According to The National Association of Free and Charitable Clinics, 31 million Americans are expected to remain uninsured into 2024. To meet the growing need for affordable health care, free clinics have spread throughout the country and can provide a variety of services including medical, pharmacy, vision, dental or behavioral health. If you are interested in opening a free clinic, understanding resource hurdles can help you plan ahead and allow you to start helping your community with greater ease.
Research and Planning
Assess the needs of the community by collecting data from local organizations that help the needy and government data from hospitals and the U.S. Census. You can also call local hospitals, social services agencies and religious organizations to ask their opinion on the greatest unmet medical need for low-income patients. Gather a committee of people in your area to assist in organizing a free clinic. Use this steering committee to make important decisions such as determining what services to provide based on your research and who would and would not be eligible to receive these services.
Human and Medical Resources
Seek funding for medical supplies and personnel through government grants, from community members through direct requests for donations and events to raise money, or from anyone online through crowdfunding websites. Determine how much of the staff must be volunteer depending on the amount raised. To cut down on costs, The National Association of Free and Charitable Clinics recommends starting your clinic with a small staff and expanding it as your clinic grows. The association also recommends obtaining medical and office supplies by making a request in the "wish list" in the nonprofit section of the classifieds, seeking donations from supply companies, asking volunteers where they get their donated or discounted supplies, and by asking hospitals to put the word out to their vendors about what you are seeking.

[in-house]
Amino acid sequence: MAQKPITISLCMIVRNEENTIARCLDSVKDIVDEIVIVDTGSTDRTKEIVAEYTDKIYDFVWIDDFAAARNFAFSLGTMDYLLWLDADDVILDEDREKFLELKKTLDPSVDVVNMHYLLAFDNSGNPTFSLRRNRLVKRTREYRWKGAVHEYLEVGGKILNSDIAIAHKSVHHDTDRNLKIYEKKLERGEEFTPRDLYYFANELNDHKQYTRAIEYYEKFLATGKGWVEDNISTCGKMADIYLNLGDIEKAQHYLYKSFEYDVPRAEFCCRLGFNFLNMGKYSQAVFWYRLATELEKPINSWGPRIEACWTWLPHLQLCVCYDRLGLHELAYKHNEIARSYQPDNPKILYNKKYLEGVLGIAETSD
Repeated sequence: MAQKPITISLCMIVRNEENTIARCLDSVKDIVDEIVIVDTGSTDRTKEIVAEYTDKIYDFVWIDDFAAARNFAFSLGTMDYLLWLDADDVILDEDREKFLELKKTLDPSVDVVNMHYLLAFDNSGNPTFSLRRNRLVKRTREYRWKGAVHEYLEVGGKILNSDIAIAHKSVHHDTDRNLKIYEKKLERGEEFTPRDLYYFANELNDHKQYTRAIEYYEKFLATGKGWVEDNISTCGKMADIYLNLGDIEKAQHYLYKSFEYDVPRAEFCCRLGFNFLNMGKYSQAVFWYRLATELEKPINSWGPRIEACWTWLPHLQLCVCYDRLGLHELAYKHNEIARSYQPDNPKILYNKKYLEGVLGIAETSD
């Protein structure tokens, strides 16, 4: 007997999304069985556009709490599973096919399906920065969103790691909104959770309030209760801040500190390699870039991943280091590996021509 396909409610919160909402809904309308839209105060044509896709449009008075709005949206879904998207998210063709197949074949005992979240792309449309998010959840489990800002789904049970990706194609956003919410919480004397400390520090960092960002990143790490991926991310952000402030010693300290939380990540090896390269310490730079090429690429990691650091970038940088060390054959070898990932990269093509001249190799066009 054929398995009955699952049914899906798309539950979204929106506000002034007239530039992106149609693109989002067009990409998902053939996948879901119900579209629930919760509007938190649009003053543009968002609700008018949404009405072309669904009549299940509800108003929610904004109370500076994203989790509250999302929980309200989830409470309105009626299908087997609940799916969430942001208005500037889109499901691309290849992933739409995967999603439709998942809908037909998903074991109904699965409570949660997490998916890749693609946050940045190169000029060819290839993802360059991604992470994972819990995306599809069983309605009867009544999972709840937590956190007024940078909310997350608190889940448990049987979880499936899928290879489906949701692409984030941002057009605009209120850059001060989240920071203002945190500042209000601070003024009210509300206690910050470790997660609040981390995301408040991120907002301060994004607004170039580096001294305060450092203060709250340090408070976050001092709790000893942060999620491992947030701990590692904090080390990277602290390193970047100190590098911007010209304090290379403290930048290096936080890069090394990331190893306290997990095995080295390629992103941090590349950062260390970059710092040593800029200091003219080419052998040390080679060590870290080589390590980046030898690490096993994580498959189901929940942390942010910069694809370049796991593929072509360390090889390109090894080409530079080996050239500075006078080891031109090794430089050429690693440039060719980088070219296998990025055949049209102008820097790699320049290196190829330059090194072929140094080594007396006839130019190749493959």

Insurance and Legal Issues
When hiring volunteers for handling patients, make sure they have the proper credentials, licenses and educational background because malpractice and charitable immunity legislation requires a physician’s license to be verified. Although there is a federal law protecting volunteers from malpractice lawsuits, also check local laws to help ensure the safety of your staff. Purchasing malpractice insurance can also protect volunteer workers and physicians. Asking your staff if any of them already have insurance can prevent double insurance complications and costs. Filing for 501(3) status can reduce your paperwork and provide greater financial freedom. If the application process for 501(3) status is too tedious, consult with an attorney who specializes in nonprofit work to determine if it is right for the size and nature of your operation.
Marketing and Support
The first group of people you will need to market to are potential workers. The National Association of Free Clinics recommends recruiting volunteers by communicating with your peers or by asking medical professionals and hospitals if you can set up a recruitment booth. The group Volunteers in Health Care offers two free manuals that offer advice on how new free clinics can recruit and retain volunteers. These manuals can be obtained through the mail by calling them or directly from the group's website (see Resources). Getting the word out to the community about the new clinic can be achieved by reaching out to community organizers, local hospitals and church congregations. Gaining community support and awareness can also be gained with informative ads and free community events.
- University of California, San Diego: Department of Medical Education: UCSD Student-Run Free Clinic Project: Start a Free Clinic
- National Association of Community Health Centers: So You Want to Start a Health Center? A Practical Guide for Starting a Federally Qualified Health Center
- The National Association of Free and Charitable Clinics: Resources: Infographic
Nicole Manuel is a finance and economics writer with a degree in economics and more than six years of professional writing experience. She is also a Certified Professional Coach (CPC) known as The Personal Eco-nomist, who specializes in helping people live healthy, abundant lives on a budget.